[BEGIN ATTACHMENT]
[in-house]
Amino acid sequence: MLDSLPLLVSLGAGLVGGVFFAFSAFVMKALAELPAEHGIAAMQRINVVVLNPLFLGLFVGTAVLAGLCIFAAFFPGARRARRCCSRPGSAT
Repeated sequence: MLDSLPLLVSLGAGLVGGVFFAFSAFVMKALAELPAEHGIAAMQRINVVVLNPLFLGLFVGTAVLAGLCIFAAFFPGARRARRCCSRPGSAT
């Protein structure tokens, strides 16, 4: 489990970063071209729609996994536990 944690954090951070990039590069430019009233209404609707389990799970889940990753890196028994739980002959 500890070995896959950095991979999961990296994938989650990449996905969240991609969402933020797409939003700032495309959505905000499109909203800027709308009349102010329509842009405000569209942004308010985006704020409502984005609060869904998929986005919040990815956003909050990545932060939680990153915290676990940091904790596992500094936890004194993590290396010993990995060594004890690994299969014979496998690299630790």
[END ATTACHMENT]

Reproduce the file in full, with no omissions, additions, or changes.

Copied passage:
[in-house]
Amino acid sequence: MLDSLPLLVSLGAGLVGGVFFAFSAFVMKALAELPAEHGIAAMQRINVVVLNPLFLGLFVGTAVLAGLCIFAAFFPGARRARRCCSRPGSAT
Repeated sequence: MLDSLPLLVSLGAGLVGGVFFAFSAFVMKALAELPAEHGIAAMQRINVVVLNPLFLGLFVGTAVLAGLCIFAAFFPGARRARRCCSRPGSAT
């Protein structure tokens, strides 16, 4: 489990970063071209729609996994536990 944690954090951070990039590069430019009233209404609707389990799970889940990753890196028994739980002959 500890070995896959950095991979999961990296994938989650990449996905969240991609969402933020797409939003700032495309959505905000499109909203800027709308009349102010329509842009405000569209942004308010985006704020409502984005609060869904998929986005919040990815956003909050990545932060939680990153915290676990940091904790596992500094936890004194993590290396010993990995060594004890690994299969014979496998690299630790």